Greek Prime Minister Alexis Tsipras said on Saturday the approval by the parliament of the Former Yugoslav Republic of Macedonia (FYROM)of a proposal to change the country’s name paves the way for an historic deal between the two countries.
“Today is a symbolic and historic day after the decision at the Skopje’s parliament which opens the way for the implementation of the accord,” Tsipras said at a ceremony taking over the foreign affairs portfolio.
He said implementation of the accord would also allow the small Balkan state to join international organisations, referring to the European Union and NATO.
FYROM’s parliament on Friday approved a proposal to change the country’s name, bringing a decades-old dispute with Greece one step closer to being resolved. The proposed new name is Republic of North Macedonia.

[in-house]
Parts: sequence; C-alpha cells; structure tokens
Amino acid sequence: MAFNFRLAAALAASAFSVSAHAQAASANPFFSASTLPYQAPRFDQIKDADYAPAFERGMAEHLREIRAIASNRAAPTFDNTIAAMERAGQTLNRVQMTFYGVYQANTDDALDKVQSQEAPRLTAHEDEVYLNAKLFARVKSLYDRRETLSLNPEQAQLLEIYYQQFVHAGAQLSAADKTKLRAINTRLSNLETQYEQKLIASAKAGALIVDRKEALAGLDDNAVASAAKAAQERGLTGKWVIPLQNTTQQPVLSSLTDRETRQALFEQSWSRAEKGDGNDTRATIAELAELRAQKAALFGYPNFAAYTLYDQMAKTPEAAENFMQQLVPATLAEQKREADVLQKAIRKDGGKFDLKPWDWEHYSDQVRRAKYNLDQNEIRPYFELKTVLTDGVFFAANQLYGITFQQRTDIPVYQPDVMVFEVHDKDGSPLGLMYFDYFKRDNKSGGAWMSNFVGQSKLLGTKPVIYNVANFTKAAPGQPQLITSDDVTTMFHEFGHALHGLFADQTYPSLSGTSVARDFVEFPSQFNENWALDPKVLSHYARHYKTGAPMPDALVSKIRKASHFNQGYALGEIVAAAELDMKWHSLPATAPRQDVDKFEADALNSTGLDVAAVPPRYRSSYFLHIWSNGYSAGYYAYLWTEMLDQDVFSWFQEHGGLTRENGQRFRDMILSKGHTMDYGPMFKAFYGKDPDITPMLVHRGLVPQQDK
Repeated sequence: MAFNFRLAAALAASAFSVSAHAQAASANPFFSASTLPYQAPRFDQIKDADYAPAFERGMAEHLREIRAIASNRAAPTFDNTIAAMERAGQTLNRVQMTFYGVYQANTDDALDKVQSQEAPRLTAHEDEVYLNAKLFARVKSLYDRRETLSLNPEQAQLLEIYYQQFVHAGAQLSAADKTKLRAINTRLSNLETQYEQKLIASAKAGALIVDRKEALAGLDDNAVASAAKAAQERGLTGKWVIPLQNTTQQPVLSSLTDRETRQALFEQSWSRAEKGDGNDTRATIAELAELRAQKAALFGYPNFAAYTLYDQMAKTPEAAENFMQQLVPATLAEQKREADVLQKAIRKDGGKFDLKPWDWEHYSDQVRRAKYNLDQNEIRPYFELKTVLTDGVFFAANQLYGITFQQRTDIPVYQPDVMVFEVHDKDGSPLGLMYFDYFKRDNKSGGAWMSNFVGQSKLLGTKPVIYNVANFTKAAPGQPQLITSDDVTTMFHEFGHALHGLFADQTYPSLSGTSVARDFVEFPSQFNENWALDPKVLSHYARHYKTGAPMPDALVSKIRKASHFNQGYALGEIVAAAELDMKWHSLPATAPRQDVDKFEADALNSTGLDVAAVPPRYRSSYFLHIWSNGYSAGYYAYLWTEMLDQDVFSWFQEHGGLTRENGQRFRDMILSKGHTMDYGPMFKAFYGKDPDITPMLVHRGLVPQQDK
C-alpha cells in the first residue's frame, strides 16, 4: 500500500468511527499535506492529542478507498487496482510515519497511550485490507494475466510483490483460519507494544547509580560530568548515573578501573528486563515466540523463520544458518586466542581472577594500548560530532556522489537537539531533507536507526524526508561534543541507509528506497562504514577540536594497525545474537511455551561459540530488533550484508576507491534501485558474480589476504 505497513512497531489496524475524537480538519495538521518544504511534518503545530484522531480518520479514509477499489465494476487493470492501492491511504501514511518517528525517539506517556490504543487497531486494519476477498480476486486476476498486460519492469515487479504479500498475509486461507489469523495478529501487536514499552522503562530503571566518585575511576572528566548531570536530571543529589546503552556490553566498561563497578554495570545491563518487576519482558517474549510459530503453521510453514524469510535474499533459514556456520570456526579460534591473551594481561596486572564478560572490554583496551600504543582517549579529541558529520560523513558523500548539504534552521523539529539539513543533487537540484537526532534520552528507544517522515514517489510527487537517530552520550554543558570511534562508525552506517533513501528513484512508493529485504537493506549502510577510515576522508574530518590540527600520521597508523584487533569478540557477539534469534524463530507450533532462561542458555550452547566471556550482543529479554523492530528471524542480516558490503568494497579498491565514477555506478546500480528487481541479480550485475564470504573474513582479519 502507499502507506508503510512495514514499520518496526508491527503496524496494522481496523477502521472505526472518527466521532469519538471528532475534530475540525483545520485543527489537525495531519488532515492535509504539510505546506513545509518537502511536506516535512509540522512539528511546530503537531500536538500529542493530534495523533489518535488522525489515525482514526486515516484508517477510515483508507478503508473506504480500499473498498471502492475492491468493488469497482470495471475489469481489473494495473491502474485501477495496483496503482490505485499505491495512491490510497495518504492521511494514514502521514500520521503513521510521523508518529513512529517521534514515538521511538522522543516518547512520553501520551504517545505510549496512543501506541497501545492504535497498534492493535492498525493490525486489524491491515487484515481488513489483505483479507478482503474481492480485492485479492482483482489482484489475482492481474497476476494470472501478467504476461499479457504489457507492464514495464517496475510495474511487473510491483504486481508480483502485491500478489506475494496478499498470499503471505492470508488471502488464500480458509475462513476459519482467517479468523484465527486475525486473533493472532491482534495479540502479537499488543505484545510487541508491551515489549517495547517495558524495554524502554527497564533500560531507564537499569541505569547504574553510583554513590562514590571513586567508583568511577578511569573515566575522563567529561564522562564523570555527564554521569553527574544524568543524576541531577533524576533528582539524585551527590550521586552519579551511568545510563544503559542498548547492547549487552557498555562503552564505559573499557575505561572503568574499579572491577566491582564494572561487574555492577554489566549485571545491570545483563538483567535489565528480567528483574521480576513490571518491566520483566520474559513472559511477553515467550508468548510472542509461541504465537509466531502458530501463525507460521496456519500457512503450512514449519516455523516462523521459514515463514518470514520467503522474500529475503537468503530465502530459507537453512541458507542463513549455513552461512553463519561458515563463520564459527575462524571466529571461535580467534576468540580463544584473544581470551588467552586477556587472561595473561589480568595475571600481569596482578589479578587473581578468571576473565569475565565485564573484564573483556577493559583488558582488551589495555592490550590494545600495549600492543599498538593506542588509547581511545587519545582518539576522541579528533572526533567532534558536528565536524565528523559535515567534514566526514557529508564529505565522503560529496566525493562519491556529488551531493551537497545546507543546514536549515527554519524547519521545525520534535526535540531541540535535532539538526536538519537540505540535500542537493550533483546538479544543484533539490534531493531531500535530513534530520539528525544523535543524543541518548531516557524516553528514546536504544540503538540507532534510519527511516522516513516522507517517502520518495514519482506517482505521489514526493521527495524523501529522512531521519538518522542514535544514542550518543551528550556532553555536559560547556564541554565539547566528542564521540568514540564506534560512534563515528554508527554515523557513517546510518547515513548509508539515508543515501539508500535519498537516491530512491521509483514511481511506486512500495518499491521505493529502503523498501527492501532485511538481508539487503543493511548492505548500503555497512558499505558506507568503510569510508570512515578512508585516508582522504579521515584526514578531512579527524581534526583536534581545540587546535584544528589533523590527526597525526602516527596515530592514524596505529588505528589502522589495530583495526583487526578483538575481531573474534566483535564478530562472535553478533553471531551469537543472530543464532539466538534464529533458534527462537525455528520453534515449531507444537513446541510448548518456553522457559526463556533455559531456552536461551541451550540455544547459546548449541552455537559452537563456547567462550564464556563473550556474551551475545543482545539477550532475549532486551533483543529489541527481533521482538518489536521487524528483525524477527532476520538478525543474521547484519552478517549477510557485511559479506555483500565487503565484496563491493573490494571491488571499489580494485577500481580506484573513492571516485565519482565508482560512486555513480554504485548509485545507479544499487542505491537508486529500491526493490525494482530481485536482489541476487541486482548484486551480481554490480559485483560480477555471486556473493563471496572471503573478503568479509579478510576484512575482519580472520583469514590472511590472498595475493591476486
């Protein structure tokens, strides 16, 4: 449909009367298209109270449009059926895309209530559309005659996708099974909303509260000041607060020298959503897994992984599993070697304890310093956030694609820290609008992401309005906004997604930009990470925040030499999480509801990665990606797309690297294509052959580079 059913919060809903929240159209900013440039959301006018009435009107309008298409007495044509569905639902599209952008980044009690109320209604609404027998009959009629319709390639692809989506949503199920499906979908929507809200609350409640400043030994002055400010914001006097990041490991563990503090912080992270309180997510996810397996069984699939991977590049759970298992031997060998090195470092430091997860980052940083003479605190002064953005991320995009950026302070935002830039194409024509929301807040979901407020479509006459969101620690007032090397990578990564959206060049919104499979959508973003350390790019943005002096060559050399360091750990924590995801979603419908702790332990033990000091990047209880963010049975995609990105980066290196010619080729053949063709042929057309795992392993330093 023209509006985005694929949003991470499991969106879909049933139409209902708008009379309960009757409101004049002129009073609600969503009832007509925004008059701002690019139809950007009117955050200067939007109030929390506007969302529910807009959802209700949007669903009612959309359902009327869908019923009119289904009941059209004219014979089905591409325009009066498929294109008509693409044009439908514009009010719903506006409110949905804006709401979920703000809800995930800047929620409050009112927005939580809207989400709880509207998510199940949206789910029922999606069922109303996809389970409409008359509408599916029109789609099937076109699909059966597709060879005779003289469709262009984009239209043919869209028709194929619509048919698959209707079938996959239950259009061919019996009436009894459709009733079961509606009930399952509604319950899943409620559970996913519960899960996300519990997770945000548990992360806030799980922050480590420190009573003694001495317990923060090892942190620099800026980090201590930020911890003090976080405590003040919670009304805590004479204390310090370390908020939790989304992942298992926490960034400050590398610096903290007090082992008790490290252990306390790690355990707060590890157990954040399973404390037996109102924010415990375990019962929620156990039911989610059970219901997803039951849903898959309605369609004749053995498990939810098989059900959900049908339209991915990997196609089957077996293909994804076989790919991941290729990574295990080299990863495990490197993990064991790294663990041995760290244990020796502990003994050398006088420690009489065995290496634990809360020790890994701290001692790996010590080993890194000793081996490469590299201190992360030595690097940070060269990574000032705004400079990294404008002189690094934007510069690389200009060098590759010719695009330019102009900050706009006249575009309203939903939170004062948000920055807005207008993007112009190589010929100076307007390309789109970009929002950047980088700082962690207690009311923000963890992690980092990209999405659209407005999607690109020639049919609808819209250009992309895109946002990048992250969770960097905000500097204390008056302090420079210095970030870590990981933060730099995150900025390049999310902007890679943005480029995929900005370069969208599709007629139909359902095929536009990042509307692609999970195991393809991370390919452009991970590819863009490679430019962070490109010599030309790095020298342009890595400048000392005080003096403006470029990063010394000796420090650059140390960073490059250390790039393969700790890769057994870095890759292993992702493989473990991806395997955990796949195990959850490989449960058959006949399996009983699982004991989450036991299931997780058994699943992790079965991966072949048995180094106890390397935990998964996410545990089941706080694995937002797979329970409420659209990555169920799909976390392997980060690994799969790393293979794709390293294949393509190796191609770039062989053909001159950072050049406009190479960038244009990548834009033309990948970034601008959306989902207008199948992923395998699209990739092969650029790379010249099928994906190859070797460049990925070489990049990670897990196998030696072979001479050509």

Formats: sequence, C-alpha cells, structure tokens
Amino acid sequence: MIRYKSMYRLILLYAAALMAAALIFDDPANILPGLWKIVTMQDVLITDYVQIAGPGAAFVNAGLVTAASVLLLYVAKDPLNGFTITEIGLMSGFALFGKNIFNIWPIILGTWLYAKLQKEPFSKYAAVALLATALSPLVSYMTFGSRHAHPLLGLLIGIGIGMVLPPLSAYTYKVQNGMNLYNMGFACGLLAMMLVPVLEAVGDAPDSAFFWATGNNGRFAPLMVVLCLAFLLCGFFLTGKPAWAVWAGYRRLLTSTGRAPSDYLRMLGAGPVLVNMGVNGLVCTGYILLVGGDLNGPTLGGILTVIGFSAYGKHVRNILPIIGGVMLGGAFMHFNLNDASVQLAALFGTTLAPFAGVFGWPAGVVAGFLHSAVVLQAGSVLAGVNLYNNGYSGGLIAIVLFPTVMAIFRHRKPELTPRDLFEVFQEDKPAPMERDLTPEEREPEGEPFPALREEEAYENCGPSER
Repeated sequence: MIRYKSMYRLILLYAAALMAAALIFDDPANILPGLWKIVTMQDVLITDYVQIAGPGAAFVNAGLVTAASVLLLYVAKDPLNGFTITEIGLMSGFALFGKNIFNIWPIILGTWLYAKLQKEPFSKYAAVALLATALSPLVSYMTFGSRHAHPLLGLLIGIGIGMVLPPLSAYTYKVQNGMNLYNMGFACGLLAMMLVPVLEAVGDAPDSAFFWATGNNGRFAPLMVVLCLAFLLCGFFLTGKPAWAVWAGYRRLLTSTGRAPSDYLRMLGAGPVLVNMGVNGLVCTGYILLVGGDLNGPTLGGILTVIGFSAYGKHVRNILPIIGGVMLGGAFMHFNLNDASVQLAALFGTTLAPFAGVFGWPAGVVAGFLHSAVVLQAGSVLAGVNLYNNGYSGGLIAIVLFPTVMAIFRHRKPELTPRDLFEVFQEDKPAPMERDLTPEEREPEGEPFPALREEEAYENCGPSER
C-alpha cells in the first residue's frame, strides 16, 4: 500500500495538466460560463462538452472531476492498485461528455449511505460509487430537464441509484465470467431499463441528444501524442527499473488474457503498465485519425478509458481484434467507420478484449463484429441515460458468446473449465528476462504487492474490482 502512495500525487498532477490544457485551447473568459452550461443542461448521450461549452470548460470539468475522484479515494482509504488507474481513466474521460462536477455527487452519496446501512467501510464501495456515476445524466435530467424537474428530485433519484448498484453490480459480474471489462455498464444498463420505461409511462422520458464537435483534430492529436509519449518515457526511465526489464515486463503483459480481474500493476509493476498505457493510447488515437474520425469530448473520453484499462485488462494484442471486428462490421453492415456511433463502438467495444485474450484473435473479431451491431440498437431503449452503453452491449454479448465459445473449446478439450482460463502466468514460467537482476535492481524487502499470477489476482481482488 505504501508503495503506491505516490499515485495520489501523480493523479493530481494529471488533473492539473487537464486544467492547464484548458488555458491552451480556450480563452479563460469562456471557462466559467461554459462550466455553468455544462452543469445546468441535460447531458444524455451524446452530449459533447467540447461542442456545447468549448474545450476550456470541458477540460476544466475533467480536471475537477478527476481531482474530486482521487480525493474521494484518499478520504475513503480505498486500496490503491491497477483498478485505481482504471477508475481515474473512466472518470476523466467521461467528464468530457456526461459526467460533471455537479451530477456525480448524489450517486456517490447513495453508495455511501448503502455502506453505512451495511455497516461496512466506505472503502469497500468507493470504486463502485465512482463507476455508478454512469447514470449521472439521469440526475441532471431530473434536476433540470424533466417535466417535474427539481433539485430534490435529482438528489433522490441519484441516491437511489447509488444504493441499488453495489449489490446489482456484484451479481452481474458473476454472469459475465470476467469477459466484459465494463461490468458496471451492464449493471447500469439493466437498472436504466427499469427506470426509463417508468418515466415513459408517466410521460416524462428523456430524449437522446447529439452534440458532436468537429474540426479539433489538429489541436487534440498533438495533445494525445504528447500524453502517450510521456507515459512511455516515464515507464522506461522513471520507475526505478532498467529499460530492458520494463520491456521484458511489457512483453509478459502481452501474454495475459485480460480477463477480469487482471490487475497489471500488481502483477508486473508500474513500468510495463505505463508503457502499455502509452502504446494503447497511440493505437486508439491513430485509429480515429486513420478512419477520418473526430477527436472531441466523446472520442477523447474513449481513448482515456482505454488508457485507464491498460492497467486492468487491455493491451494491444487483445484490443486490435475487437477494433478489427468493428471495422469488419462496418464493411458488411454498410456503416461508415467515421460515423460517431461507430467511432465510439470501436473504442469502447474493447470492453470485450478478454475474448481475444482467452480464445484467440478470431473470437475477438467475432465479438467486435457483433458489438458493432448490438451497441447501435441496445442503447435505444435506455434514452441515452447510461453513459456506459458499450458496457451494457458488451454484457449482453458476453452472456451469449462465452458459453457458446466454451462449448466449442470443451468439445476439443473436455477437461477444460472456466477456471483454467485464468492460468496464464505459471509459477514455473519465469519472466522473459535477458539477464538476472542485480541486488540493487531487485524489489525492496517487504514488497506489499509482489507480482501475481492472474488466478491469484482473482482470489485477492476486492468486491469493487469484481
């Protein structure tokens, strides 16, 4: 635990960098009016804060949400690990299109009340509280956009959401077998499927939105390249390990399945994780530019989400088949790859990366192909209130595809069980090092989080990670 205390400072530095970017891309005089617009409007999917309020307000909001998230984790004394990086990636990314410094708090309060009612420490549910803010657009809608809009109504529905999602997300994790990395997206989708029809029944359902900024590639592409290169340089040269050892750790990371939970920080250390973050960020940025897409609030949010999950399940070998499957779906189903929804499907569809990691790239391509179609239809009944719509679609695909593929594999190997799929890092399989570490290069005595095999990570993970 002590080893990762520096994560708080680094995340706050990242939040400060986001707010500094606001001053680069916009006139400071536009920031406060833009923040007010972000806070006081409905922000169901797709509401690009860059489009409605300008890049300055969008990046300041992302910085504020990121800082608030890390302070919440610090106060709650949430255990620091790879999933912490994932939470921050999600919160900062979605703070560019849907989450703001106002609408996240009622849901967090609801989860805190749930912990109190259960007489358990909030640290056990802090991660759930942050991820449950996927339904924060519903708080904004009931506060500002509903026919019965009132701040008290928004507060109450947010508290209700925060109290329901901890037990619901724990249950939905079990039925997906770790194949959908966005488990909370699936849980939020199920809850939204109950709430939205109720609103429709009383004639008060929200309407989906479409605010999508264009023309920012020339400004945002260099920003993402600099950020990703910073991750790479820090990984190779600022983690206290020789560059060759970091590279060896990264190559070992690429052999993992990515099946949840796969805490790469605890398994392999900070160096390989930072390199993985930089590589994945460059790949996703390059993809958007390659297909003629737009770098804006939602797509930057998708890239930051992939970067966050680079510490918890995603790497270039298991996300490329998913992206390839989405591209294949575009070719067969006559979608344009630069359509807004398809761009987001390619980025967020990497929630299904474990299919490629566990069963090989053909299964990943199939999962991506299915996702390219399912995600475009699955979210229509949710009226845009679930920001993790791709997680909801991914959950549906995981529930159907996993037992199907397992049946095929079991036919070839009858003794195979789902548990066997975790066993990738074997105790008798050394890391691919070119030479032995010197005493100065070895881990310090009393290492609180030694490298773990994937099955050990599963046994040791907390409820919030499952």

Athens has insisted on the name change because it views the name ‘Macedonia’ as implying a territorial claim on a northern Greek region of the same name.
Tsipras has taken on the foreign minister role after Nikos Kotzias, Greece’s main negotiator in talks that led to the deal, resigned unexpectedly from government.
Kotzias stepped down following a row with Defence Minister Panos Kammenos during a cabinet meeting on Tuesday.
Kammenos is head of the co-ruling right-wing Independent Greeks party, which with Tsipras’s leftist Syriza party has a slim majority in the country’s 300-seat parliament.
He has called the deal a national sell-out and has threatened to resign if the deal comes to the Greek parliament.